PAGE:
***Cross-posted from SDI Blog***
By: Mariana Gallo, Knowledge Management Officer CCODE; Nico Keijzer, LME Officer Southern Africa SDI; & Noah Schermbrucker, Projects Officer SDI
The recent regional hub meeting for Southern Africa took place in Blantyre, Malawi, from 28-31st March 2015. It was the first time that Blanytre or Malawi have hosted a regional hub meeting and provided an opportunity for the Malawian alliance to showcase their work. Participants from South Africa, Namibia, Zambia, Swaziland, and Zimbabwe attended the meeting. Botswana was invited but not able to attend.
Country Reports and Field Visits
The day commenced with each country reporting on their key indicators using the new Learning, Monitoring, and Evaluation (LME) reporting format. All countries concurred that this format assisted them in measuring progress, setting realistic targets, identifying challenges, and more targeted learning to overcome them. For the first time the hub was able to produce accurate totals for Southern Africa – as illustrated in the below table.
|Southern African Hub Totals|
|Members||161 961,00||8 765,00||7 084,00||169 045,00|
|Daily Savings||4 354 901,00||829 755,00||287 494,00||4 642 395,00|
|UPF Savings||1 960 417,00||210 099,00||127 794,00||2 088 211,00|
|Maps – GIS||109||306||207||316|
|Maps – Hand drawn||15||24||10||25|
A variety of field visits also took place. Those who visited Nancholi settlement learnt about the slum upgrading activities that were being undertaken by the federation. Work included the construction of bridges, the development of an agricultural market, the renovation of a local clinic, and the construction of additional blocks for the local secondary school. Other delegates visited a variety of groups who were involved in income generation projects. One group called “Waste for Wealth” produces and sells compost. Another group makes sausages that they package and sell, while a third group makes and sells tie-dye clothes.
City Council and Discussions on Country Projects
On the third day, hub delegates visited the Blantyre City Council for a meeting with the Mayor, the Director of Planning and Development for Blantyre, and other officials. While the meeting illustrated the successful partnership between the Malawian Alliance and the Blantyre City Council (BCC) it became clear, through the lively discussions that took place, that these types of partnerships need to be underpinned by material commitments from government (e.g. land, budgetary allocations for slum upgrading). The international delegation pushed the BCC around its previous commitments to establish a citywide slum-upgrading fund. The Malawian federation needs to follow up on the space opened by this discussion.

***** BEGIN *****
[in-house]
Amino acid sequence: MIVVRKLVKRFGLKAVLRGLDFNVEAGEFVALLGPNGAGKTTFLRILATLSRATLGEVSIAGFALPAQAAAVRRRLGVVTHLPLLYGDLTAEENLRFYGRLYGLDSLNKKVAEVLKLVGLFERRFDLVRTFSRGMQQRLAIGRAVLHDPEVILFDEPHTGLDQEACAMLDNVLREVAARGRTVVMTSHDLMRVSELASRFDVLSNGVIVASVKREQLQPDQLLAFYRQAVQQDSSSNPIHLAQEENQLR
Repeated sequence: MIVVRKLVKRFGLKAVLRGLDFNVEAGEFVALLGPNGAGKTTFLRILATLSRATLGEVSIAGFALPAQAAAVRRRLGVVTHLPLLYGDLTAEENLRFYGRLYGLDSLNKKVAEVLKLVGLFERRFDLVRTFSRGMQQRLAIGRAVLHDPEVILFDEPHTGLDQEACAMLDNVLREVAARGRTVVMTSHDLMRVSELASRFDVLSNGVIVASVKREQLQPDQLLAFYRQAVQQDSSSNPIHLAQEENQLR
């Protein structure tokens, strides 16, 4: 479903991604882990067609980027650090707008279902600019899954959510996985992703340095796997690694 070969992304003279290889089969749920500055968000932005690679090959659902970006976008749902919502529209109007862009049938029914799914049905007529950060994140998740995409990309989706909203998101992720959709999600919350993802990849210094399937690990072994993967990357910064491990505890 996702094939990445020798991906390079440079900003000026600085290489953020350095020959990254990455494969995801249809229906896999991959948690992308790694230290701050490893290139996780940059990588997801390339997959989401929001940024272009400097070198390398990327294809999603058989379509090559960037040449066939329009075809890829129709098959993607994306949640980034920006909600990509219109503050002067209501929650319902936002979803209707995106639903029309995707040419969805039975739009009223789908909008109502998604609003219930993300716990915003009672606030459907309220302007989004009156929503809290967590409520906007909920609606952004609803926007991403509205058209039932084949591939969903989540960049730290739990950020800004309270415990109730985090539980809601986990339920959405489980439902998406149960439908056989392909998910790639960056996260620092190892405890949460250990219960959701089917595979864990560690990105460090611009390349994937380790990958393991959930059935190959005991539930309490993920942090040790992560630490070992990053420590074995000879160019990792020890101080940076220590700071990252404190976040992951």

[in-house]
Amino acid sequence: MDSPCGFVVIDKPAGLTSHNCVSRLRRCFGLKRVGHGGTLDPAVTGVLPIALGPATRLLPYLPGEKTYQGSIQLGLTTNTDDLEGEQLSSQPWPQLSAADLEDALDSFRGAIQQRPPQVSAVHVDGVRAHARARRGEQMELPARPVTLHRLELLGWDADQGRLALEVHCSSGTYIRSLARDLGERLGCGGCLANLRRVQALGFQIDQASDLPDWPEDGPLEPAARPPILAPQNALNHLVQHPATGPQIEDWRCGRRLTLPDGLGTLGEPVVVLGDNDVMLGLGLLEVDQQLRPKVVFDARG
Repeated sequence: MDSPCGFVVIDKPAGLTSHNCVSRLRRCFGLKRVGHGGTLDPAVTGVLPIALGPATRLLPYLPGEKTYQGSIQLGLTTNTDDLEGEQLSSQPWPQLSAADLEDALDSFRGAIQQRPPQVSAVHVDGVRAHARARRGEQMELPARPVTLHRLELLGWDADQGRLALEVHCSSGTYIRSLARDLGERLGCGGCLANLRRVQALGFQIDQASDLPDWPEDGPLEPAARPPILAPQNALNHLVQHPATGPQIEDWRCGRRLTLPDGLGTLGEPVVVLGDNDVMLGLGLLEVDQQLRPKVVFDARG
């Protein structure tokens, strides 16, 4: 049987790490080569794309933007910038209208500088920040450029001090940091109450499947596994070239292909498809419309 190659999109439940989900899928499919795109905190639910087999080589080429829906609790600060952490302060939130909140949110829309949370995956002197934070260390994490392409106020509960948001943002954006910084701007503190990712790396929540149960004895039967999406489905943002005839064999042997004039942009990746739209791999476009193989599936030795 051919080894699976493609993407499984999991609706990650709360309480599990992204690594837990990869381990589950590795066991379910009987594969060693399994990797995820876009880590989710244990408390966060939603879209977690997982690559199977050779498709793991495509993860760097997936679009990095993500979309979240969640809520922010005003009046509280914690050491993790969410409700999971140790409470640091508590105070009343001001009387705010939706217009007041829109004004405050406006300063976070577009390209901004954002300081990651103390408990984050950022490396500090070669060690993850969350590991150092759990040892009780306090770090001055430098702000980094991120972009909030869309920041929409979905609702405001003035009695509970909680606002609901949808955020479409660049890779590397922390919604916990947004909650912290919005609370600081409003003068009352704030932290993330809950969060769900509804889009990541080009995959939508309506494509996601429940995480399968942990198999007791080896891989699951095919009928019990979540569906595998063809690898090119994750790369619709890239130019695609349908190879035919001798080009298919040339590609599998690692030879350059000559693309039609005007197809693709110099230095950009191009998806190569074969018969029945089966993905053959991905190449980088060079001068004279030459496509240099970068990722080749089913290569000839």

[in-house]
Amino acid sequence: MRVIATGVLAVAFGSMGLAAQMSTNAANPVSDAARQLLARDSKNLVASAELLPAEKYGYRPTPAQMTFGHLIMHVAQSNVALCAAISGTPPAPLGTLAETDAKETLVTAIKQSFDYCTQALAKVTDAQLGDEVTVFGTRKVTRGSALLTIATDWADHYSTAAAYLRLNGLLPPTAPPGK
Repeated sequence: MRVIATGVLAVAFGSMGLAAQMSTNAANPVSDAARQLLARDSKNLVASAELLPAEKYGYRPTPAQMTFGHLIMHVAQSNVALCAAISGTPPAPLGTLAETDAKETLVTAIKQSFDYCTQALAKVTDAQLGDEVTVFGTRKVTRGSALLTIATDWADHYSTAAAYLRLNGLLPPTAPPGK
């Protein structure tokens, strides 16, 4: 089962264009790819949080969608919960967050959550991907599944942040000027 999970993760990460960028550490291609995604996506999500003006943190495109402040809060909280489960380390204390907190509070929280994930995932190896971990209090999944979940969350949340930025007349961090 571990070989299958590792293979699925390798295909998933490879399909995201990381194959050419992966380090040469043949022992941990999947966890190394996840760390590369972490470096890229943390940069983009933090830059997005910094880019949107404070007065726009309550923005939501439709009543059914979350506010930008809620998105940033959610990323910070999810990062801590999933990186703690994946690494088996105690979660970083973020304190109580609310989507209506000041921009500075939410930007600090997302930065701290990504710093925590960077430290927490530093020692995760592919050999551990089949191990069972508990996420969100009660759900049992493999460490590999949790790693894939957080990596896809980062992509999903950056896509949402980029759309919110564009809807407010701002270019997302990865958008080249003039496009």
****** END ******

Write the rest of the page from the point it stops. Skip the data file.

The meeting attracted media attention, and was reported on the front page of one of the main newspapers on the following day.
The afternoon’s sessions provided an opportunity for delegates to reflect more deeply on their LME process. Not only in terms of challenges identified but feasible actions to address these issues. Below is an example of this work that the hub collectively committed to implementing over the next period. Outcomes will be reported at the next hub meeting.
1) Unrealistic targets,
2) Understanding of enumerations process or profiling is difficult,
3) Not having a system of reporting,
4) Politics delays the process,
5) Working with other stakeholders is always difficult and can delay the whole process,
6) Changing the mindset of people who expect a lot of money as some organisation does,
7) Slow implementation of projects,
8) Not practicing daily savings.
1) Setting of realistic targets within a specific period of time,
2) Drawing of process maps – steps involved in saving, profiling, enumeration etc.,
3) Mobilizing communities on why they are doing the profiling, enumeration etc.,
4) Having standard reporting templates/systems,
5) Signing of MOU’s (exchange visits among municipal/local officials),
6) Joint working groups that involves stakeholders,
7) Communities must take ownership and drive the change in the community,
8) Communities should have one voice in getting resources from local authorities,
9) Going back to the roots of daily savings. Take ownership of savings and how the money is managed to build confidence.
Data, Reflections on Donor Funding, Exchanges, and Closing
The final day commenced with a presentation on the data platform from the SDI Secretariat. Federations were able to access, discuss and interact with the online platform that stores their profiling information. This is part of a process to deepen federation ownership of the information collected.
An interesting and important discussion, which is central to the work of all federations and affiliates, then took place. The crux if this discussion is that while it is recognised that donor funding is needed for activities, the agenda and priorities of donors can sometimes be in conflict with the federation’s core vision (e.g. building unaffordable housing on the periphery of the city). Broken into country groups delegates discussed criteria for accepting donor funding. Flexibility, equal partnerships, common vision and inclusion of the poorest were amongst the common points of consideration.
The meeting closed with a collective reflection session that gave delegates an opportunity to assess the content and structure of the hub meeting. More substantive details can be found in the hub report. The next hub meeting was set for September in Zimbabwe.